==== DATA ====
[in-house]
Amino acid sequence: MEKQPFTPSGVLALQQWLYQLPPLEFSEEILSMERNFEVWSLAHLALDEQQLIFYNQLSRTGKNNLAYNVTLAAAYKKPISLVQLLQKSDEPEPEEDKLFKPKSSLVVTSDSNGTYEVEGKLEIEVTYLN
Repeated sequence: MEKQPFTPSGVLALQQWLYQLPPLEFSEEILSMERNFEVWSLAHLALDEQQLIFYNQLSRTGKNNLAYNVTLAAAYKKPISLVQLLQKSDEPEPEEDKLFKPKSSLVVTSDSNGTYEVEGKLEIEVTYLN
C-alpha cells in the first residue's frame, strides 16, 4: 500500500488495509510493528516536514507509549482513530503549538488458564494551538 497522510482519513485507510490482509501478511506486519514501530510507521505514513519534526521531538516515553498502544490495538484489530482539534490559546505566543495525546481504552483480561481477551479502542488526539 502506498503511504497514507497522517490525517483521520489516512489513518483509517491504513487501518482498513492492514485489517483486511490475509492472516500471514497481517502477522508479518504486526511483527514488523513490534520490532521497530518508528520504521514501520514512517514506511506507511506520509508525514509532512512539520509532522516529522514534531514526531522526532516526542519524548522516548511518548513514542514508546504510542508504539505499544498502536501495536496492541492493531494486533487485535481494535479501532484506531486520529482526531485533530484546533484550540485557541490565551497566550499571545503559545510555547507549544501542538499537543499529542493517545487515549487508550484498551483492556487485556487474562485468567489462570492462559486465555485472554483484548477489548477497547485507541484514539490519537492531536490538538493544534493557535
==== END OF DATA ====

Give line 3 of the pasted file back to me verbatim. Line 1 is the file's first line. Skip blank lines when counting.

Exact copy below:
Repeated sequence: MEKQPFTPSGVLALQQWLYQLPPLEFSEEILSMERNFEVWSLAHLALDEQQLIFYNQLSRTGKNNLAYNVTLAAAYKKPISLVQLLQKSDEPEPEEDKLFKPKSSLVVTSDSNGTYEVEGKLEIEVTYLN